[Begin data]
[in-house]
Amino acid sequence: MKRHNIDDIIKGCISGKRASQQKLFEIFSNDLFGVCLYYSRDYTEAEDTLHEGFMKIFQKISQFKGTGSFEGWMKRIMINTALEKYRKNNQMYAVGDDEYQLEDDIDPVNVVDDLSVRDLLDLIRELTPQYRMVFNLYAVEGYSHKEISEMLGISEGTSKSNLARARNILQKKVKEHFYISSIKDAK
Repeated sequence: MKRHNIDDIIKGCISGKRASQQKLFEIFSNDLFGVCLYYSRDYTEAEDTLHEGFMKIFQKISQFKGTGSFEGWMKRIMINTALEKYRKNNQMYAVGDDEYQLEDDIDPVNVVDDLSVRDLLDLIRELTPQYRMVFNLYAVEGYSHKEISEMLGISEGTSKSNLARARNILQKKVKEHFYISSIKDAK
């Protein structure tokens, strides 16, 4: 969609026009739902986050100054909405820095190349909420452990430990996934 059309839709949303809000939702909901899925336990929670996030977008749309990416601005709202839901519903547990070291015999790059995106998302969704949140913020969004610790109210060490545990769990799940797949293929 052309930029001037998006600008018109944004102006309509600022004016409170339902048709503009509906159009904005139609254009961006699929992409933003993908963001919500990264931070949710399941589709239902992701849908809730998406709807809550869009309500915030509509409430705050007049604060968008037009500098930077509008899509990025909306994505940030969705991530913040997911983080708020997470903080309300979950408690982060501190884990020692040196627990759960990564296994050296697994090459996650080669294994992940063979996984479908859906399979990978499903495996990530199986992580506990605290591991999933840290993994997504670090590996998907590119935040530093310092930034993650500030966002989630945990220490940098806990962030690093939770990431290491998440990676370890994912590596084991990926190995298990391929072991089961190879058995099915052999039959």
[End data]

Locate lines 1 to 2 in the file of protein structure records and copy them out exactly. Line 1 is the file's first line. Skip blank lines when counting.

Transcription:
[in-house]
Amino acid sequence: MKRHNIDDIIKGCISGKRASQQKLFEIFSNDLFGVCLYYSRDYTEAEDTLHEGFMKIFQKISQFKGTGSFEGWMKRIMINTALEKYRKNNQMYAVGDDEYQLEDDIDPVNVVDDLSVRDLLDLIRELTPQYRMVFNLYAVEGYSHKEISEMLGISEGTSKSNLARARNILQKKVKEHFYISSIKDAK